Nuts-and-bolts information to plan your trip, plus a checklist of essentials to include when you pack and a list of links to local media


Entry Requirements: International travelers from 27 countries may enter the U.S. without a visa through the Visa Waiver Program; however, you must have a machine-readable passport. Visitors from other countries must obtain a visa from an American embassy or consulate abroad. For more information, visit

Time: Miami is in the North American Eastern Daylight Time Zone, three hours ahead of the Pacific Daylight Time Zone.

Money: The currency of Miami is the U.S. dollar. For current conversion rates go to OANDA Currency Converter:

Phone Calls: The area codes for Miami are 305 and 786. For phone calls to Miami from within the U.S., dial 1 305 seven-digit phone number or 1 786 seven-digit phone number. For phone calls to Miami from outside the U.S., dial your country's international code 1 305 (or 786) seven-digit phone number. In Miami, local calls still require the 305 or 786 area code.

When to Go: Miami summers are super steamy, rainy, and high in humidity. Hurricane season is June 1-November 30. Sunny skies and warm temperatures in winter remind locals why this is paradise. Best visiting months are December through March.

Getting There: More than 50 major airlines offer service through Miami International Airport (MIA), which is about six miles (10 kilometers) west of downtown Miami. Some travelers also fly into Fort Lauderdale-Hollywood International Airport (FLL), about 25 miles (40 kilometers) north of Miami. Public transportation is available into the city from MIA; cabs and rental cars are used from Fort Lauderdale.

Getting Around: An elevated metrorail, with stops mostly around downtown Miami, is used primarily by office workers. The Miami-Dade Transit Agency also has metrobuses that run to downtown Miami, Miami Beach, and Coconut Grove. Taxis can be found outside major hotels, but they're not commonly flagged down in the street and must be called on the phone. Most visitors use rental cars.


Tips: "Pack a pocket-size English-Spanish dictionary, lots of sunscreen, and a sense of adventure."—Maria Morales, senior writer in Miami for People en Español.

What to Pack: "If you want to at least try to fit in—don't wear jeans, sneakers, and a T-shirt. I realize most of America wears that particular outfit, but here in Miami, it pretty much says "I'm a tourist!"—Dave Barry, Miami Herald humor columnist and author.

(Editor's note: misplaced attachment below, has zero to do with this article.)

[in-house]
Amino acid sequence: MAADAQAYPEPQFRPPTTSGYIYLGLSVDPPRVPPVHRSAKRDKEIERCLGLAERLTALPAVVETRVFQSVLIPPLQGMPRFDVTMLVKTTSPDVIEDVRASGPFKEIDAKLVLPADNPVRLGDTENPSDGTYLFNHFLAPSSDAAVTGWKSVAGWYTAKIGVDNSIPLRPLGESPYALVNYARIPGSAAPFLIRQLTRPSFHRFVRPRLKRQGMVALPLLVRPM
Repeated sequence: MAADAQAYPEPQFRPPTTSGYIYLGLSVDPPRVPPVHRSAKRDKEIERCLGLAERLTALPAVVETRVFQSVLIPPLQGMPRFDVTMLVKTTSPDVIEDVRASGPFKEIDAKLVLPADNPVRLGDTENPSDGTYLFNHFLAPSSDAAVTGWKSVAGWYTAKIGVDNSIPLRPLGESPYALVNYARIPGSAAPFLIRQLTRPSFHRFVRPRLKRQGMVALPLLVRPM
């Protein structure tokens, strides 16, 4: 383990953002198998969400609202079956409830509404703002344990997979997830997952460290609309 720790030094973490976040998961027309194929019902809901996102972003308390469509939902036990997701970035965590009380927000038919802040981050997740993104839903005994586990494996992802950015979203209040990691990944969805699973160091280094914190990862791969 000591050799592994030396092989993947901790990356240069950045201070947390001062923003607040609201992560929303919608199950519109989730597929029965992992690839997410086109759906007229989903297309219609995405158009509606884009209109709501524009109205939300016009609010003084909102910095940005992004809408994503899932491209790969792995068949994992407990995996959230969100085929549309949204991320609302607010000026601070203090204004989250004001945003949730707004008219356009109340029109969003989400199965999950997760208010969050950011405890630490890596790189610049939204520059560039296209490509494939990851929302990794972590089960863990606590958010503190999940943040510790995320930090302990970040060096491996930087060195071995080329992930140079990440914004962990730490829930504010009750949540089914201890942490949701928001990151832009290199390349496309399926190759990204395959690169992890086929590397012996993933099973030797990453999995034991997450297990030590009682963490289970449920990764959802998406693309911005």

Security: If you're driving a rental car, don't stop on the street and ask for directions; the days of tourist carjackings are over, but criminals still prey on anybody who looks like they're lost. Don't leave valuables in your car.

Shoes: "Cute sandals. Your feet gotta look good."—Frances Robles, Cuba reporter for the Miami Herald.

Sweaters or Jackets: Yes, really. Restaurants and movie theaters crank their air conditioners here.

What to Wear: Men seldom wear a coat and tie to dinner. Women are rarely seen in pantyhose.

Web Links
Online information site devoted to the Miami area, with details on dining, shopping, events, nightlife, and lodging.

Music and lifestyle site launched in Miami in 2000; extensions of it now exist in New York, Los Angeles, and other big cities; provides music, nightlife, fashion, and movie news for a hip, young audience.

Critical Miami
Smart commentary on Miami news, city life, and culture, with frequent things-to-do-about-town listings; written by Alesh Houdek, a Prague transplant who has lived in Miami since 1980.

Gay South Florida
Miami Herald gay and lesbian issues reporter Steve Rothaus' blog.

Greater Miami Convention & Visitors Bureau
Upcoming events, attractions, activities, clubs, gay travel, and hotels.

Miami Beach Visitors Center
Offers daily tours and help with hotels, car rentals, and other trip plans.

Scene in the Tropics
Miami Herald
nightlife columnist Lesley Abravanel's blog, with celebrity sightings and links to nightclub happenings, concerts, and show listings.

South Beach Tribe
Online bulletin board with members posting parties, late-night deals, and hot spots.

The South Florida Gourmet
Online magazine that covers new restaurant openings and culinary news and events; listings for Sunday brunch, wine classes and tastings, happy hours, cooking classes, and live music & entertainment.

Local Media

The Miami Herald
The city's major daily newspaper, published since 1903; local, state, national, and international news, with an emphasis on Latin American and Hispanic affairs; editorials, business, sports, travel, food, music, and more; Tropical Life tab section details arts, dining, entertainment, and events.

Ocean Drive
Glossy magazine that reports entertainment and local events in Miami; interviews with celebrities, stories on music and nightlife.

Miami New Times
Irreverent free weekly tabloid that covers local news and culture; known for complete listings of restaurants, concerts, nightclubs, theater, and movies, not to mention racy singles ads.

HOME Miami
Magazine devoted to architecture, design, real estate, and modern life in metro Miami.

Argentina Hoy
One of the many Spanish-language weeklies in Miami that reports local, national, and world news from a Latin perspective; expansive sports section with international and local soccer coverage.


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